Meet the ocular oncology laboratory’s team of visionary scientists.
Pictured: Dr. Bercin Tarlan, Kathryn Warnken, Dien Pham, Dr. Daniel Pelaez, Christina Decatur, Michael Durante, Dr. Margaret Sanchez, Jesus Sanchez Reyes, Barbara Perez, Karam Alawa, Jeff Wu, Parker Bussies, Dr. Stefan Kurtenbach, Dr. J. William Harbour, Dr. Jeffim Kuznetsov, Matthew Field, and Louis Cai.
Not pictured: Erin Ong and Dr. Julia Escandon.
2016 Medical Faculty Association’s Best Research Award
Vision Scientist: Matthew Field, Cancer Biology Graduate Program, MD/PhD student
Pictured: Dr. Claes Wahlestedt, Matthew Field, and Mrs. Podack
Dissertation Title: Ocular Cancer Biomarkers, Mutation Profiles, and Therapeutic Strategies
2015 AACR-Ocular Melanoma Foundation Fellowship Grant
Vision Scientist: Stefan Kurtenbach, PhD
Research Title: BAP1 Loss Deregulates Neural Crest Guidance Cue Signaling in Uveal Melanoma
Synopsis: After treatment of primary uveal melanoma tumors, 50% of patients will develop macro-metastases and currently there are no FDA-approved targeted inhibitor treatments for metastatic UM. MEK-ERK1/2 signaling is activated frequently in uveal melanoma due to driver mutations in either GNAQ or GNA11. While MEK inhibitors are FDA-approved in cutaneous melanoma, they provide a 14% response rate and modestly improve progression-free survival in uveal melanoma. Dr. Kurtenbach proposal aims to utilize an in vivo reporter model to monitor the effects of the combination of MEK and CDK4/6 inhibitors and to identify optimal dosing schemes for this combination. Additionally, he will work on determining the effect of BAP1 status in the modulation of response to the combination leveraging new metastatic uveal melanoma cell lines, a new in vivo metastatic colonization model, and uveal melanoma patient samples from clinical trials. Dr. Kurtenbach hopes to ultimately provide the pre-clinical basis for targeted inhibitor combinations in late-stage uveal melanoma.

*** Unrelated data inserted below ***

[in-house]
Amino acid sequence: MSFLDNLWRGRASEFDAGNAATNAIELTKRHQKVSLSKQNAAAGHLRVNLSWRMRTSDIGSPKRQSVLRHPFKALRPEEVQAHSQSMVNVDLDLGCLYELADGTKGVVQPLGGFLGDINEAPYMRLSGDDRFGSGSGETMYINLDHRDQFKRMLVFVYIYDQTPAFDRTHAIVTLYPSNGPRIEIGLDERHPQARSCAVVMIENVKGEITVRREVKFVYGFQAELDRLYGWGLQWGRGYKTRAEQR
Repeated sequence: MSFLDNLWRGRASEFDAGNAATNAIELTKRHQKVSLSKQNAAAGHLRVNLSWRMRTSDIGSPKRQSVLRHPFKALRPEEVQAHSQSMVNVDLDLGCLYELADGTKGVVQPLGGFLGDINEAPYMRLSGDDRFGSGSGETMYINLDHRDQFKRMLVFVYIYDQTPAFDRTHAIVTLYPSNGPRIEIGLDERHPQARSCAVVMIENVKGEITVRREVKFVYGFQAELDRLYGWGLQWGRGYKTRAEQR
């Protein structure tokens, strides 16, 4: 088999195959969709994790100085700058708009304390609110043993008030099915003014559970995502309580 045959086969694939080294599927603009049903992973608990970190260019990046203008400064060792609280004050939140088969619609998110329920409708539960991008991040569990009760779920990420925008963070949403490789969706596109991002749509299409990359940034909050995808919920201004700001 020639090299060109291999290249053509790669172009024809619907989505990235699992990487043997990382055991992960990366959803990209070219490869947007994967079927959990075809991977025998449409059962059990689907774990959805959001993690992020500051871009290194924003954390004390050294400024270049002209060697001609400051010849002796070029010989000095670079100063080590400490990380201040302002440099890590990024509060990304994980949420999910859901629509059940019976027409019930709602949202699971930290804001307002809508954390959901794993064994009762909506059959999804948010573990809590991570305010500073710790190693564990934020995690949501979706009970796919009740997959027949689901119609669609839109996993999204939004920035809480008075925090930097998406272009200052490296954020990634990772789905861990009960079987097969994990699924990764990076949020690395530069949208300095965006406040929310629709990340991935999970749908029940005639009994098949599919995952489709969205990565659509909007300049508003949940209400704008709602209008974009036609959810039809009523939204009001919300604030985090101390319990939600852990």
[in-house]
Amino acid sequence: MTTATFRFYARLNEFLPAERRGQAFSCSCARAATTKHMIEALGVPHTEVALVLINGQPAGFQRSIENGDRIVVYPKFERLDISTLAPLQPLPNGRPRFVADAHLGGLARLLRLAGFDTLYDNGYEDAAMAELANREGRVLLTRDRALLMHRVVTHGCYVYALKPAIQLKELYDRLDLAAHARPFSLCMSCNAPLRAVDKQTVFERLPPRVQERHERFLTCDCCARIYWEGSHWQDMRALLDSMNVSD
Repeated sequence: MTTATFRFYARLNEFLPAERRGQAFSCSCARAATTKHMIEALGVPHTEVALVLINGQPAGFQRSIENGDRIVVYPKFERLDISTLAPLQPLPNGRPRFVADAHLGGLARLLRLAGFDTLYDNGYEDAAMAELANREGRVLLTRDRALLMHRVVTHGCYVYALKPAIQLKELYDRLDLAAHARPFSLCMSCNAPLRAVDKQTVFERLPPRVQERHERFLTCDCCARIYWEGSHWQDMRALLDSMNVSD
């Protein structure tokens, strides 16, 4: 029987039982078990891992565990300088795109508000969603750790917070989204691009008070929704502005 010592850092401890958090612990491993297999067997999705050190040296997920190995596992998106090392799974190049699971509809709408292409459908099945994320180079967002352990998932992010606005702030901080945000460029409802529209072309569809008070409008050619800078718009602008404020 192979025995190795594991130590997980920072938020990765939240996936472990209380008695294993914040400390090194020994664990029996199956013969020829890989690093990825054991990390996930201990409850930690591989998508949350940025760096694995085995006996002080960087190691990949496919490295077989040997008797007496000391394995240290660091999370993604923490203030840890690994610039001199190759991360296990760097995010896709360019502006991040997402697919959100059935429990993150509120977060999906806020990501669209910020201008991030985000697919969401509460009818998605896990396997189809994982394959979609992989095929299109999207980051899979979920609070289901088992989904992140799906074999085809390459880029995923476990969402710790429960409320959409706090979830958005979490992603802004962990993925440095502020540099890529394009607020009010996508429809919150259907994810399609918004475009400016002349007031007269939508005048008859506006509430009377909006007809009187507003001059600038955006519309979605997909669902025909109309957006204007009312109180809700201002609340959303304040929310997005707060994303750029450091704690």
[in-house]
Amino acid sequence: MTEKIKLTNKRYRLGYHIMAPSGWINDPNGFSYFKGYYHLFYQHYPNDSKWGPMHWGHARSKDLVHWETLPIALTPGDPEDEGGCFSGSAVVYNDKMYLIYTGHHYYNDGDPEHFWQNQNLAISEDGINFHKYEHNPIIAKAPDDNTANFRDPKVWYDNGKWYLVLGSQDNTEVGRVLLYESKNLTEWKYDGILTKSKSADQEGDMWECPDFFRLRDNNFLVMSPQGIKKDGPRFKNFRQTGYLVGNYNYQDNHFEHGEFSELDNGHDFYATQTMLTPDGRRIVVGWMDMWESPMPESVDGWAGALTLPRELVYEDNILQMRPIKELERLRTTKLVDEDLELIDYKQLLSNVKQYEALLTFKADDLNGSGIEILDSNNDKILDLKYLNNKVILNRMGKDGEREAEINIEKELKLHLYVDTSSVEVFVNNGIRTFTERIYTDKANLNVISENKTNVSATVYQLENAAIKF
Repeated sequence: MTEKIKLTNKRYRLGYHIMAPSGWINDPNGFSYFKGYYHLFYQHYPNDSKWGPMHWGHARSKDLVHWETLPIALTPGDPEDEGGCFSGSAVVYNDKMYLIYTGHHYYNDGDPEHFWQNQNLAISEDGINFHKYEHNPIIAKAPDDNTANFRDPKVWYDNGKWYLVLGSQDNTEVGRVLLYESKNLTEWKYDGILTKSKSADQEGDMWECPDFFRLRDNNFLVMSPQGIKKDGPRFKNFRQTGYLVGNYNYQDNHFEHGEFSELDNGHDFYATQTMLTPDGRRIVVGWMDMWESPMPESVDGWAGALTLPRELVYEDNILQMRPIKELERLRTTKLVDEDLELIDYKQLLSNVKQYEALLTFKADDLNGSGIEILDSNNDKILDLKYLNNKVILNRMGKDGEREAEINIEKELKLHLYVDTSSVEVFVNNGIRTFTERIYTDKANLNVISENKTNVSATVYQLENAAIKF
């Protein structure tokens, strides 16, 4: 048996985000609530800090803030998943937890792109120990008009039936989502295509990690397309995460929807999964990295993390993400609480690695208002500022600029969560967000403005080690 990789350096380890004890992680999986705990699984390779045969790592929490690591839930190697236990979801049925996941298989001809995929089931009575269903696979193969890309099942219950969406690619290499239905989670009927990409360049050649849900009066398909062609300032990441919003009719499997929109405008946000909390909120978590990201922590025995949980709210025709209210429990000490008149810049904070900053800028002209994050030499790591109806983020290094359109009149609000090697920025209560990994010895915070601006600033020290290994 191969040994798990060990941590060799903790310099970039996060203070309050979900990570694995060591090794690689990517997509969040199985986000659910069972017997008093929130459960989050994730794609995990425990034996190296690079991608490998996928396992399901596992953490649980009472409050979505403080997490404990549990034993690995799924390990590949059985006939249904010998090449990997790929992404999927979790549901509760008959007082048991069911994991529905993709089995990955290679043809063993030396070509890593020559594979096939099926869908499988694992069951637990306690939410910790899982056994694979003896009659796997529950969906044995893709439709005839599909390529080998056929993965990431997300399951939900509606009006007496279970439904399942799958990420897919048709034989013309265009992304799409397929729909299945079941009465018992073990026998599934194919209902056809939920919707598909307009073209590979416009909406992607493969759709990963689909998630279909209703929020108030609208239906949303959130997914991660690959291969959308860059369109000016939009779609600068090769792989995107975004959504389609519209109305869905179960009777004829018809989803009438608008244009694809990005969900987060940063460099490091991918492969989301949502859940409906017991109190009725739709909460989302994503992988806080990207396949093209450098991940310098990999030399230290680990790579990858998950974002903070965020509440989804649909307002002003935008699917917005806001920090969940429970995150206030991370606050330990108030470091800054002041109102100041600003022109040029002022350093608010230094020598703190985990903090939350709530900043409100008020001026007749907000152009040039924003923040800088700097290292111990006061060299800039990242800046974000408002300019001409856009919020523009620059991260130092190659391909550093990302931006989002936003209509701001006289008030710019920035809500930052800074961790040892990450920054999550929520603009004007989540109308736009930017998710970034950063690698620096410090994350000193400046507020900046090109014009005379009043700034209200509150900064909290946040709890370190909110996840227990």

Findings: Although Dr. Kurtenbach’s research is ongoing, initial results found PRAME mRNA as the most significant predictor for metastasis in Class 1 tumors. These results have been published in Clinical Cancer Research